Nice weather + holiday weekend + art = a great First Fridays.
If you plan on visiting the art walk tonight, here is a list of some of the galleries that will be open tonight:
- “Going Somewhere” – a group exhibition featuring the works of Stephanie Benassi, Andrew Brehm, David Grainger, Julie Malen, Veronika Pausova, Gian Pierotti, and Oscar Santillan.
- Work by Lee Lacy featuring canvas painting’s and stand alone objects that will be for Sale along the down stairs walls. Be sure to pick up his card for future opportunities, commissions, purchasing artwork, or just to learn more about the Virginia native artist.
- “Straight Typsy” – featuring the work of Rachel Hayes. Rachel will be showing new works created while at the Roswell Residency during the past year. Intensely colorful, hand sewn, collaged fabric and plastic are the hallmarks of her work.
- “Performing Statistics” – features work by youth from Richmond Juvenile Detention Center created this summer at Atlas, ART 180’s teen art center. The exhibition also includes a large-scale school-to-prison pipeline made by ART 180’s teen leadership council.
- New Orleans based artists Louviere + Vanessa’s new series “Resonanita” encompasses 12 photographs that pointedly capture the changes in traveling compression waves, depicting the 12 basal notes of music.
- Work by Erna de Vries.
- “Shack City” – featureing work by Bolanle Adeboye, “Shack City” encourages the viewer to explore the link between necessity and resourcefulness while walking with the “little girls” along a transformative passage from isolation to community. In framing each little painting with an assortment of discarded materials and using Virginia clay for color, Ms. Adeboye stimulates the contrasts of within and without, aloneness and family, a scrap pile or a city.
- “Dirty Work Dirt Dogs” – RARE Gallery, New York and Gallery5 present the first-ever exhibition pairing playful contemporary artists, Jimmy Joe Roche and Johnston Foster. This innovative exhibit launches the fall art season at Gallery5.
- Music by Dan Deacon (DJ set) and Dave Watkins
“Race Time” – VCUarts students of mOb studio will debut two mOb mobiles during First Friday. Students will slowly race two mobiles against one another. Feel free to place bets!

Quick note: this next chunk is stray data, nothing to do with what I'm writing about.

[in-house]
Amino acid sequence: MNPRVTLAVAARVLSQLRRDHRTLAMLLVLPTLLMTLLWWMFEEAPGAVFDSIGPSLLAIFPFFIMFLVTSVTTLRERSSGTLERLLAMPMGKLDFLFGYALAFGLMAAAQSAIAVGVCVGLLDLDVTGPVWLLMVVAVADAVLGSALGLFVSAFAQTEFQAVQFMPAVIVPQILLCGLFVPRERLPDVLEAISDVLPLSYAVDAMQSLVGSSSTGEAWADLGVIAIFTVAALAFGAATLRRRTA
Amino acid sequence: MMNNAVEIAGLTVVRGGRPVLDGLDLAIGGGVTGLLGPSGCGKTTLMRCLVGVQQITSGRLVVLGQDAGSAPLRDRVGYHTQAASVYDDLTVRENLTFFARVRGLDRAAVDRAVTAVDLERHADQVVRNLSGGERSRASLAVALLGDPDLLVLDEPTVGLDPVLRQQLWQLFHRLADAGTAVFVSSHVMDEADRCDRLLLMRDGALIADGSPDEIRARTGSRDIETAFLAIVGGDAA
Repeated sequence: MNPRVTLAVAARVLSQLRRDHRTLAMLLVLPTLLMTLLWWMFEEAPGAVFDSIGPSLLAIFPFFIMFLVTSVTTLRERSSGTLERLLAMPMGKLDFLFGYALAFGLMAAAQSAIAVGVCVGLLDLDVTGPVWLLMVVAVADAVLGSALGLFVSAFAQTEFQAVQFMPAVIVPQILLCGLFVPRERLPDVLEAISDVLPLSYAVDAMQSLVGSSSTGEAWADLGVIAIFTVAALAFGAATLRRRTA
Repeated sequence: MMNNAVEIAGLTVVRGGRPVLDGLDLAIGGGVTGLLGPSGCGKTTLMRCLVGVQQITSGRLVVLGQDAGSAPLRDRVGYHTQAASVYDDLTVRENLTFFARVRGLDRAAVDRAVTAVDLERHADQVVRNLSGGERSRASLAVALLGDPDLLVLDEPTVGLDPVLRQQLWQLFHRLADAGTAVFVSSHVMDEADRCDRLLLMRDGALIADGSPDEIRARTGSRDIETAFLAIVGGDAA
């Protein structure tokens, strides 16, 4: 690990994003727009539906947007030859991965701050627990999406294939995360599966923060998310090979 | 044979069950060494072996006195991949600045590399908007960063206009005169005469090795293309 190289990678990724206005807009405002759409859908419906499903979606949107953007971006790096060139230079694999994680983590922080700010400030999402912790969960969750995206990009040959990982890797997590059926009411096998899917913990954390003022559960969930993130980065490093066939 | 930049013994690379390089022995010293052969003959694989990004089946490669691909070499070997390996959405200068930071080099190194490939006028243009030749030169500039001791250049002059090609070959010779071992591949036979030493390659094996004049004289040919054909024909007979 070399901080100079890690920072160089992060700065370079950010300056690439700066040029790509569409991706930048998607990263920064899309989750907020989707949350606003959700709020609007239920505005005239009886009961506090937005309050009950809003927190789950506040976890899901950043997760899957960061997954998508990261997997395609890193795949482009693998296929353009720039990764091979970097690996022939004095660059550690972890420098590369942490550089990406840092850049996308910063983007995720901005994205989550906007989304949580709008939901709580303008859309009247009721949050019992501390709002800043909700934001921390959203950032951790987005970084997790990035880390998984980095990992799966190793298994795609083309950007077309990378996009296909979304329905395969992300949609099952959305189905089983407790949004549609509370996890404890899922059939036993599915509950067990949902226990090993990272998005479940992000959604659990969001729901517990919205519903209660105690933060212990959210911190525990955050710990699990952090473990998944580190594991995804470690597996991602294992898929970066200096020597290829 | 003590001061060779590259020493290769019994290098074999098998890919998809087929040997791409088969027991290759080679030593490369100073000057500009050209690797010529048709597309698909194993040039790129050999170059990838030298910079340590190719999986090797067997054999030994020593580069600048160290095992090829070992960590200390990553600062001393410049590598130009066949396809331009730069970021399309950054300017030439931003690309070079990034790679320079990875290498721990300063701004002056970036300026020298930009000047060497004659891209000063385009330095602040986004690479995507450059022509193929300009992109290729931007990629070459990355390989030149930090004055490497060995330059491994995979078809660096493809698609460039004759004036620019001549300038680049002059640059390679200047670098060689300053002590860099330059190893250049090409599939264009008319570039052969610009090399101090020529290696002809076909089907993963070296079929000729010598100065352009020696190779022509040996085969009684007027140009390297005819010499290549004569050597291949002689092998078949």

- “Pedal” – an RVA Coffee Stain apparel release featuring RVA Coffee Stain’s artwork, prints and tees will be available for purchase!
- Live music by The Weak Days
- Gellman Room, Dooley Foyer, & Dooley Hall – “Herald 3” – Recent works in painting (Jim Black, Cynthia Erdahl, Elaine Rogers) and photography (Robert Burgess, John Grant), along with new work by filmmaker Patrick Gregory
- 2nd Floor Gallery – “Honoring Our Past, Looking to Our Future” – the Jackson Family Art Show – paintings, drawings, and multi-media pieces by first generation C. R. Wells, second generation Jasmine Williams, and six third generation Jackson family artists
- The opening reception will feature live music by Richmond pianist Russell Wilson.
- The library’s permanent collections include works by David Freed, Helen & Alvin Hattorf, and Anne Newbold Perkins.
- “The All-Nighters” – an evolving installation embracing iterative creative practice as a basis for communication and response. Four artists each have a 72 hour work cycle, living and working in the gallery and overlapping with the following artist–inviting possibilities for collaboration. All-Nighters artists have supplied limited material-lists for the local Richmond community to donate. Ranging from raw materials to invitations for participation, the All-Nighters use only the materials that the public has offered.
- “All Our Sorrows Heal: Restoring Richmond’s East End Cemetery” – featuring the words and photographs of Brian Palmer and Erin Hollaway Palmer, this exhibition sheds light on the historic cemetery, the African American men and women buried there, and the family members and volunteers who are seeking to reclaim the grounds and our history.
- “Urban Surfaces” – new mixed media cityscapes and sculptures by Richmond artist Jamie Phillips. Phillips upcycles discarded computer parts and other electronics to create these dazzling and accurate interpretations of skylines from major cities and urban inspired sculptures.